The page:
Mike Shinoda's Touching Tribute To Chester Bennington At Reading Festival And Why It Matters

Last weekend's Reading Festival saw Linkin Park's Mike Shinoda pay tribute to his late bandmate Chester Bennington by highlighting the importance of mental health awareness - whilst simultaneously drawing attention to the relationship between music and mental well-being, by acknowledging the sheer number of people who proclaim to have been helped by Linkin Park’s music.

The connection between mental health and music is one so integral, yet one that is rarely explicitly expressed by musicians themselves. And so it was refreshing to witness Shinoda - during his solo Main Stage set - give voice to the silent knowledge of how effective music can be, as both a respite and a cathartic outlet for many of those suffering from mental illness

But whilst the omnipresence of Bennington's death was an undeniable reminder that music is not always enough, Shinoda's heartfelt statement that ‘hopefully by coming to these shows and enjoying the music . . . it makes some of that bad feeling go away’ told the audience that it can be. The notion relayed by Shinoda wasn't naive or irresponsible, it was hopeful. Shinoda simply reminded us all that music has its own power. One that has been successfully harnessed by many who credit Bennington and Linken Park as a remedy to their mental and emotional ailments. By stopping mid-song to give this positive message, Shinoda allowed the audience to live in an elongated, amplified moment of musical reprieve.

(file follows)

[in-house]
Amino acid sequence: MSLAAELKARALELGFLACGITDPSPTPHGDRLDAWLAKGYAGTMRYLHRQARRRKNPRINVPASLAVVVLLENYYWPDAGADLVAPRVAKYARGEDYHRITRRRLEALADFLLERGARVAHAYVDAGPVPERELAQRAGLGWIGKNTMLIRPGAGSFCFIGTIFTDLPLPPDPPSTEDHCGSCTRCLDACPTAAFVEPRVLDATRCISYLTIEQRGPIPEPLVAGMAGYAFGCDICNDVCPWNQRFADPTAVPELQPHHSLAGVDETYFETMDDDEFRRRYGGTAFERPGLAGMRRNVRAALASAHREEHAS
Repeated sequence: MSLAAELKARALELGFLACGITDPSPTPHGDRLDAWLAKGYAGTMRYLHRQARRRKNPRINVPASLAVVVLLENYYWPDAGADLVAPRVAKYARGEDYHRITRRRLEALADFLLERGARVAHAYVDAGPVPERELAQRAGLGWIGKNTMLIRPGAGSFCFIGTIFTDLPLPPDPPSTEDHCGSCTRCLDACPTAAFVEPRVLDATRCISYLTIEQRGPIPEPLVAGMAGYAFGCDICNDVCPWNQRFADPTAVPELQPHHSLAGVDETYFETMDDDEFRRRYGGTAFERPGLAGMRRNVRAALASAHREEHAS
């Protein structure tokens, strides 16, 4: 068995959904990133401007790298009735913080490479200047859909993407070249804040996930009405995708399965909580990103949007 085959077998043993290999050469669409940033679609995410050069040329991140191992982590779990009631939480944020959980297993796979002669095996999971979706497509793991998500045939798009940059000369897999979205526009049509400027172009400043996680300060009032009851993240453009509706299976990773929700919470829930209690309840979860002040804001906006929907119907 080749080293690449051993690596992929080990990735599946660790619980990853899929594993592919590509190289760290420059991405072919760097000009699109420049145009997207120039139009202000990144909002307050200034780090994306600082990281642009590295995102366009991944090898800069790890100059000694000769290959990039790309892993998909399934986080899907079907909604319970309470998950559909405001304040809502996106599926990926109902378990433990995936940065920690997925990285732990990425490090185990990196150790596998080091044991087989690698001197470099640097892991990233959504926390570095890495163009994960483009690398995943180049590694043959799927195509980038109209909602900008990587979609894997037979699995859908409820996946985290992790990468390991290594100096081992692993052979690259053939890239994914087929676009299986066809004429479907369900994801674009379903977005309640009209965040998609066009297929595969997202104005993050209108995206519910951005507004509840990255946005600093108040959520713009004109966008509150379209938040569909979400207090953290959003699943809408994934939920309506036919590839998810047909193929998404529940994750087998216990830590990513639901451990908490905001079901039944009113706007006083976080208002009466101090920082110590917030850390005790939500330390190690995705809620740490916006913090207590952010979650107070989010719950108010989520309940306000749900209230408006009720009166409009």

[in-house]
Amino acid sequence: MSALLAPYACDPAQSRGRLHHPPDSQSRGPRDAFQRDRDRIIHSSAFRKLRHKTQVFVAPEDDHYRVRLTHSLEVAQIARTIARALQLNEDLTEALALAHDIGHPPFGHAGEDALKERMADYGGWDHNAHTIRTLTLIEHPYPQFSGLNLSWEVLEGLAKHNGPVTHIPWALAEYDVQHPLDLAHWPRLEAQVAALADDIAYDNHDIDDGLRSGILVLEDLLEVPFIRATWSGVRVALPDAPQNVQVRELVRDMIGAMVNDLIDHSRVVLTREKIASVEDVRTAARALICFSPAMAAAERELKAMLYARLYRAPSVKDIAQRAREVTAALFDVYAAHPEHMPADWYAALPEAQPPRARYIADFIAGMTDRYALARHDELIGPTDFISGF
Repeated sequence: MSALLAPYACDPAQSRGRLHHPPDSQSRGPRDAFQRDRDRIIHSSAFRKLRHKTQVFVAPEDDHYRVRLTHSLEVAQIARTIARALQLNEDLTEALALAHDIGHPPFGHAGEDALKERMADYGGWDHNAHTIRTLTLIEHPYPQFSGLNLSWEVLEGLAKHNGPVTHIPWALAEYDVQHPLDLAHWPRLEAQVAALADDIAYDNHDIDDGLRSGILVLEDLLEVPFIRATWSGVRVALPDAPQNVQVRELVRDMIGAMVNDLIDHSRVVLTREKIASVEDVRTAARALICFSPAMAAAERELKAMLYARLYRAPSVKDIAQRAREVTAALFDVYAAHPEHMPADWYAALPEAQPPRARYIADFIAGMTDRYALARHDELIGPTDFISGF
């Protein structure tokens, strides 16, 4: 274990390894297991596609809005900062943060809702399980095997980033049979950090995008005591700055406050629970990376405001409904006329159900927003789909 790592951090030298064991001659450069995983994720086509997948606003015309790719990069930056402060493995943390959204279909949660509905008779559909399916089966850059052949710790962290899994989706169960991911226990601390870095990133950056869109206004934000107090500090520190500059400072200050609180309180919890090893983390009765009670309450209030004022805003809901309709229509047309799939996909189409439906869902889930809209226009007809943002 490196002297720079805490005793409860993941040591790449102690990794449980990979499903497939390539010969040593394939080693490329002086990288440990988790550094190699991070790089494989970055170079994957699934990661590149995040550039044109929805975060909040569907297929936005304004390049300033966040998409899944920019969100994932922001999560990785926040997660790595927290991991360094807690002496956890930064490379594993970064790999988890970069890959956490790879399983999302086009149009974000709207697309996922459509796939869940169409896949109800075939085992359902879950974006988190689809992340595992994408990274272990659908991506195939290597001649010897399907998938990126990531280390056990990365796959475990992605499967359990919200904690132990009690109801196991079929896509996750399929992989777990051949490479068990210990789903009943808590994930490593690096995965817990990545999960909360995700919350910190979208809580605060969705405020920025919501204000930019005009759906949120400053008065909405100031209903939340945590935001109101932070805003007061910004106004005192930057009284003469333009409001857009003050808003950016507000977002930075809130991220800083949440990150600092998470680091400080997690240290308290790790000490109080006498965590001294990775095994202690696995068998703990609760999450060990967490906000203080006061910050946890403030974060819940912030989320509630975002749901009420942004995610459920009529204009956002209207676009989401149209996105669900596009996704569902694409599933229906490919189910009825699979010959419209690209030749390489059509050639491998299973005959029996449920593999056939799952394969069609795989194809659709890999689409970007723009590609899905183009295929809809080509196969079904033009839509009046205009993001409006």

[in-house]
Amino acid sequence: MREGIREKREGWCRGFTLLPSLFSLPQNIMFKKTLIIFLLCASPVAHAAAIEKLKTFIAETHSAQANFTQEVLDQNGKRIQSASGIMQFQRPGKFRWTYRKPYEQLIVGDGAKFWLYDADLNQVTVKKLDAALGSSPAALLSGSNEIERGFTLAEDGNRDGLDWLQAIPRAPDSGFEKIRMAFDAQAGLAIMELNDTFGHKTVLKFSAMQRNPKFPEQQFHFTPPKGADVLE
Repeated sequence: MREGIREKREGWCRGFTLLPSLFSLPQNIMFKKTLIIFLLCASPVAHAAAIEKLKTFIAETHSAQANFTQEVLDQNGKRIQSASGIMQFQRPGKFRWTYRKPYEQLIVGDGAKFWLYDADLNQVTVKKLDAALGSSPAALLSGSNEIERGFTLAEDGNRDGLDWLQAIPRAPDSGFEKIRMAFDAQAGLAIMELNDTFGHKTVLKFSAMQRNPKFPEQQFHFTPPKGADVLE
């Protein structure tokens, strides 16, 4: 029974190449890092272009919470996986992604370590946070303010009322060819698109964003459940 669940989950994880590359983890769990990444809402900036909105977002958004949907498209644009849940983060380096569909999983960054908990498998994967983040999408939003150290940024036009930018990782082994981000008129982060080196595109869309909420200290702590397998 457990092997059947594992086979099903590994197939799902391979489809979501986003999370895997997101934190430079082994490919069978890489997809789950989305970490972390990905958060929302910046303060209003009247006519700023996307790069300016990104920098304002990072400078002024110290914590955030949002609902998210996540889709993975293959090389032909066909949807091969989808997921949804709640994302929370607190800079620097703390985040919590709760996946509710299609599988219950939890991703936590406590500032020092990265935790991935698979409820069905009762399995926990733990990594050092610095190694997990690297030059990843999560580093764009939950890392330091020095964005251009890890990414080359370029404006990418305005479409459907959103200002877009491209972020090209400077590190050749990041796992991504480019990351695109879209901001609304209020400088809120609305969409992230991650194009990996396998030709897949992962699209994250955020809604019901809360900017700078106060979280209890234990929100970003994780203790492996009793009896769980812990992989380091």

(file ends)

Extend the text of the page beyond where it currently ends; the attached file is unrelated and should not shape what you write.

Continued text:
Importantly, Shinoda also delivered more practical guidance. His admission of his own anxiety was an important display in a time where a high number of people are still too ashamed or afraid to speak out about their mental struggles. He went on to highlight this message further by telling the audience that, if they are hurting, they ‘have no reason to be ashamed of that, ever’.

Members of the audience were visibly tearful as Shinoda gave his earnest speech over the soft chimes of his keyboard. But the feeling in the air during his speech, as it made way for the final part of 'In The End', was unmistakably one of uplift. The poignant atmosphere reached its height as Shinoda called out to the audience to sing the evocative chorus 'so loud that Chester can hear you’. And that they did.

Recent studies have shown that a large percentage of people report a feeling of euphoria when watching big rock acts play at festivals. And with all the standard contributing ingredients to that phenomenon being combined with Shinoda's uplifting words, the nostalgic presence of a band with an undeniable healing ability, and a tangible moment of connection with the late Chester Bennington, the emotion led joy in the air during the set was sure to have been off the charts. Also making it the perfect setting to allow for Shinoda’s important words to truly resonate with a large number of people.

You can watch Mike Shinoda and the crowd’s tribute in full below:

Amani Carson